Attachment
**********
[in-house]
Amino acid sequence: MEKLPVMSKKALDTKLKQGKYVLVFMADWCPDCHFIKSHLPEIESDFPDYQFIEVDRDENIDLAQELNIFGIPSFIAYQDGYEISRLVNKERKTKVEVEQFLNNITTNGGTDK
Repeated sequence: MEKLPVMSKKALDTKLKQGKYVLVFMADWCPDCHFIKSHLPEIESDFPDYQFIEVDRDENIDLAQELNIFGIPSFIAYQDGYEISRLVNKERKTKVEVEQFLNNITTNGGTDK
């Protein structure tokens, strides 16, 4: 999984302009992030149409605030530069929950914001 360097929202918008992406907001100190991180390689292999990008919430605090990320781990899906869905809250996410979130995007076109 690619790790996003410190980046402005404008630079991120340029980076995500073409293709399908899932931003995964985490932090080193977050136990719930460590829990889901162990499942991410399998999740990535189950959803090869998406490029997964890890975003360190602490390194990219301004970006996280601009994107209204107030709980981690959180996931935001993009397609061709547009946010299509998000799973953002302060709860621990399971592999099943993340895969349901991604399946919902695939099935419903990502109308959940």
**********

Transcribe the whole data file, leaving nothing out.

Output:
[in-house]
Amino acid sequence: MEKLPVMSKKALDTKLKQGKYVLVFMADWCPDCHFIKSHLPEIESDFPDYQFIEVDRDENIDLAQELNIFGIPSFIAYQDGYEISRLVNKERKTKVEVEQFLNNITTNGGTDK
Repeated sequence: MEKLPVMSKKALDTKLKQGKYVLVFMADWCPDCHFIKSHLPEIESDFPDYQFIEVDRDENIDLAQELNIFGIPSFIAYQDGYEISRLVNKERKTKVEVEQFLNNITTNGGTDK
């Protein structure tokens, strides 16, 4: 999984302009992030149409605030530069929950914001 360097929202918008992406907001100190991180390689292999990008919430605090990320781990899906869905809250996410979130995007076109 690619790790996003410190980046402005404008630079991120340029980076995500073409293709399908899932931003995964985490932090080193977050136990719930460590829990889901162990499942991410399998999740990535189950959803090869998406490029997964890890975003360190602490390194990219301004970006996280601009994107209204107030709980981690959180996931935001993009397609061709547009946010299509998000799973953002302060709860621990399971592999099943993340895969349901991604399946919902695939099935419903990502109308959940």